Burkina Faso used to be known as Upper Volta. The small West African country owns substantial mineral deposits but still remains as one of the poorest countries in the world. Burkina Faso is well known for its parched land and vulnerability to famine. The country’s major source of revenue is agriculture but lack of jobs result in migration to nearby countries such as the Ivory Coast where some 3 million citizens from Burkina are currently employed.
The climate is tropical with wet and dry seasons although the rainfall is often insufficient. Temperatures regularly go beyond 40 degrees centigrade. In 2005 a combination of deficiency and locust invasion caused the destruction of almost 90 percent of the country's yield. In fact, huge quantities of livestock were sold to purchase grain at puffed up prices.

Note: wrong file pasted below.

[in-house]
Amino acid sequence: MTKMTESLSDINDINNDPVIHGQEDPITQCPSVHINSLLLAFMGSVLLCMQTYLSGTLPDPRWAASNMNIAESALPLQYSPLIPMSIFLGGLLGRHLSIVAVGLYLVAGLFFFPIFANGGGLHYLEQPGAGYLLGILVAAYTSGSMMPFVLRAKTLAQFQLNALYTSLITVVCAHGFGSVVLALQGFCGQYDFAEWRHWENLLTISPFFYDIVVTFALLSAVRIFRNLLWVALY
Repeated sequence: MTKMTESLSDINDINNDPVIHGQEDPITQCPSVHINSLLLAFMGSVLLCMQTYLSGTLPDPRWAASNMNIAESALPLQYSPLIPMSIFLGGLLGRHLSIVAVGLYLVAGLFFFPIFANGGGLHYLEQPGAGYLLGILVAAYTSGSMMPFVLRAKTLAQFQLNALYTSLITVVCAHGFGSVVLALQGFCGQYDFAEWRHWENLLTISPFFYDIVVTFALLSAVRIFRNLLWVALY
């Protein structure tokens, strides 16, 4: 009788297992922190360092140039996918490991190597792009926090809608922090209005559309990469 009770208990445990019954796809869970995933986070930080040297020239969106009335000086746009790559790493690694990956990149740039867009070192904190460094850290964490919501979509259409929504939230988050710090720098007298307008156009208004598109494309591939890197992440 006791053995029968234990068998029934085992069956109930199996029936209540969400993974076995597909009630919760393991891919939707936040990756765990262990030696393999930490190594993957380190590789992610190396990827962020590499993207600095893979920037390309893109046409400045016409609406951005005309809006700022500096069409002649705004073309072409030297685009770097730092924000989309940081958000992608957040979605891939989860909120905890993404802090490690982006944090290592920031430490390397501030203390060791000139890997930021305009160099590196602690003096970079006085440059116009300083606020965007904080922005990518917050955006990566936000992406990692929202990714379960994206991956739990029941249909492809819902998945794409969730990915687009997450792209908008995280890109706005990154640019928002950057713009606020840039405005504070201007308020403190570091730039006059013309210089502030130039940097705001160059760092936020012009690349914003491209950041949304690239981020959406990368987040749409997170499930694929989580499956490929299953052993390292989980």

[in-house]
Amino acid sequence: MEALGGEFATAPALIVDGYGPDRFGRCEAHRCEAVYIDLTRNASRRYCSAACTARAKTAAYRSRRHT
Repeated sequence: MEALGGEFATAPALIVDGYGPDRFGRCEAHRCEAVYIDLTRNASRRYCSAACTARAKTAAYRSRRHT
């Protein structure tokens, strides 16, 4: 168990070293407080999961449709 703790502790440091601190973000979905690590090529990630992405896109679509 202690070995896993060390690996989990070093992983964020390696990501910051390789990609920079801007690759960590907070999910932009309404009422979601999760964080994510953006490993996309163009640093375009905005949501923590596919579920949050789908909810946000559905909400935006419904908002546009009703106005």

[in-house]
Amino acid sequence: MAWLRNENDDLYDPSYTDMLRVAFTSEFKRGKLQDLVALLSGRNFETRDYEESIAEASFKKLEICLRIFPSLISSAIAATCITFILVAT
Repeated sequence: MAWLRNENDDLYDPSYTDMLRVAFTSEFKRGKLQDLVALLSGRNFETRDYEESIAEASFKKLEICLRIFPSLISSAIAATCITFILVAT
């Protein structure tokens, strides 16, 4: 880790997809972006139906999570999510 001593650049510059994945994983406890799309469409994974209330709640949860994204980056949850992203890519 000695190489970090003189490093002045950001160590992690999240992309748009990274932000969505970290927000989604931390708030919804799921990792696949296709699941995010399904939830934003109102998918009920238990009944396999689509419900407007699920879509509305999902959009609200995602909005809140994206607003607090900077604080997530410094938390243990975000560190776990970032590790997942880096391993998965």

Since Burkina Faso gained its independence from France in 1960, this sub-Saharan nation has been plagued by numerous coup attempts and political turbulence. However, the country has been generally stable politically since 1987. International observers reported that the presidential elections held in November of 2005 were free and fair as well as relatively peaceful.
The World Bank and International Monetary Fund along with other foreign donors have been helping the government of Burkina Faso to implement socio-economic reforms. Nevertheless, the national economy calls for diversity. Besides, it is always adversely affected by climate changes and developments in commerce. Burkina Faso has inadequate natural resources and while there are deposits of gold, copper, iron and manganese, the country's largest gold mine was shut down more than a decade ago.
Population. Ranked 60th in 2013.
GDP per capita. Ranked 160th in 2012.